Andrew Nikiforuk is – to my mind – very gentle in his treatment of the Alberta higher court in the case being fought by Jessica Ernst. Nevertheless, he hints at what I believe is a shameless intention in the Alberta Court of Queen’s Bench to delay the trial, to increase Jessica Ernst’s costs alarmingly, and to force her into bankruptcy. I will leave it to the reader to decide for herself or himself the role of the Alberta court in Jessica Ernst’s trial … and Andrew Nikiforuk’s assessment of it.
Rejuvenation of the Canadian legal system might start at the top. What to my mind is the most useless and the most irresponsible higher court instrument in Canada is the Canadian Judicial Council – the top regulator of higher court behaviour in Canada. Presently, to my mind, it is a sham and a protector of wrong-doing in the higher courts. When an egregious action of sexual misconduct by a judge is revealed, the CJC might move to careful action. But in all other cases of serious misconduct (in my experience with it) the CJC will even cover for (what in other structures would be called) the frankly criminal activity of judges. (When three higher court judges, one after the other, are publicly removed from the bench by the CJC for misconduct in their trust positions, judges across Canada will suddenly become visibly more upright and … just.)
Justice is in chains in the Jessica Ernst case against Encana Corporation for fouling her farm, her water, her life, her hopes for the future. Justice is in chains in Ernst’s attempts to have the “regulator” of Oil Patch behaviour judged for failing to do its job of “regulating” (throughout the province). Justice is in chains in the Jessica Ernst case before the Alberta Court of Queen’s Bench (Alberta’s Supreme Court) because – among other (hugely important) things – the court is not insisting upon prompt responses from those complained against, not insisting upon prompt and clean submissions of evidentiary materials requested by the plaintiff. etc.,etc.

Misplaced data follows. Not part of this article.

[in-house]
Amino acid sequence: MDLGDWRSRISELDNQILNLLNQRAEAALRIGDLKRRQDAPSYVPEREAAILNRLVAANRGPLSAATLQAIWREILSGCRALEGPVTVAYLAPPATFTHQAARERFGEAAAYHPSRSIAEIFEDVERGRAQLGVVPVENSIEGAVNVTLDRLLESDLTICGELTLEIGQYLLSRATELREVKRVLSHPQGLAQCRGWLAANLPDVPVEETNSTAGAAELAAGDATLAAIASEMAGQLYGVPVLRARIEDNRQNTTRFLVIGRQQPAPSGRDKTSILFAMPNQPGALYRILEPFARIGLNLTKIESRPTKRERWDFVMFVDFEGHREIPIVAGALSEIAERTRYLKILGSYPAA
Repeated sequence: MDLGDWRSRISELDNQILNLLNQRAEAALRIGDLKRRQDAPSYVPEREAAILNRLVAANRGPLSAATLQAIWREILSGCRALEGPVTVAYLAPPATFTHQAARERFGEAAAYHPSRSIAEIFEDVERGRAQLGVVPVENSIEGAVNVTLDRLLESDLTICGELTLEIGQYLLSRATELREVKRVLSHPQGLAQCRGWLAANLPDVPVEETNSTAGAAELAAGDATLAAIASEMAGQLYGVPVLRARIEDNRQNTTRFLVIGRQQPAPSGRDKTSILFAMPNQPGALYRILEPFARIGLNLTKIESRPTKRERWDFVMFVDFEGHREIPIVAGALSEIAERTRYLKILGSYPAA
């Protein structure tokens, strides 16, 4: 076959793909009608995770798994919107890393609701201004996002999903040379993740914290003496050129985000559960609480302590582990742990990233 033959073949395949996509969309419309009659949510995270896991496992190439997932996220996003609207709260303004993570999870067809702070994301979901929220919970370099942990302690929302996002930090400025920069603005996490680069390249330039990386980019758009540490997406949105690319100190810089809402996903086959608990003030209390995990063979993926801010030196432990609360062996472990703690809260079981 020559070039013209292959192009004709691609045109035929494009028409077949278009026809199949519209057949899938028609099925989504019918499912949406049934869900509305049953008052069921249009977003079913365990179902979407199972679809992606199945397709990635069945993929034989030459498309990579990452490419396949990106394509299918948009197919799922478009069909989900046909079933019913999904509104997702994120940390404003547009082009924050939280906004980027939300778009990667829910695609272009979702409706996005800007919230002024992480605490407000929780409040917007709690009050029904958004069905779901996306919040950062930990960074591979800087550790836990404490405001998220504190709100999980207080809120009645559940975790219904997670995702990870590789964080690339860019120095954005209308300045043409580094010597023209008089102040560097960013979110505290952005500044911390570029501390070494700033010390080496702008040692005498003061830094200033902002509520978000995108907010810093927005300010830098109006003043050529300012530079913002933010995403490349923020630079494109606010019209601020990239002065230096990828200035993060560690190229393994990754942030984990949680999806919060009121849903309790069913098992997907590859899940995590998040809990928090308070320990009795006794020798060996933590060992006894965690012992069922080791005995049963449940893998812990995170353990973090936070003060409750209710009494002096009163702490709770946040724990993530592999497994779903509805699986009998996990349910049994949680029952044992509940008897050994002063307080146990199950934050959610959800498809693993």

The spotlight is upon Chief Justice Neil Wittmann who “volunteered” to take over the case when (surprise!) the judge on the case was suddenly promoted off it to the Appeals Court. (Her promotion had to involve Stephen Harper’s cabinet and the senior operatives of the Alberta Court of Queen’s Bench… and who else?) The case is momentous – calling into question the activities of a huge private Oil Patch operator and the government of Alberta’s regulator. The action of Chief Justice Neil Wittmann to force a Supreme Court of Canada appeal about his ruling that the Alberta regulator is “beyond” the reach of the Charter of Rights and Freedoms in the Canadian Constitution is seen by some as a vexatious and obnoxious action to delay the trial – and cause Jessica Ernst enormously increased costs.
If the Honourable Neil Wittmann’s action has been, in fact, a move to show sympathy for the bodies Jessica Ernst is acting against … then justice in Alberta is truly in chains. But Jessica Ernst has been a major person in forcing the unshackling of truth about “Fracking”. She has been major in forcing the unshackling of truth about the abuse of land and people by Big Oil and Gas in Alberta – and its “buy-off” techniques. She has been major in exposing the Alberta Regulator as a friend of the violators. She may well prove to be instrumental in unshackling a truth about large-scale corruption in the Court of Queen’s Bench, Alberta. Then the chains will begin to come off – even off the legal system in Canada.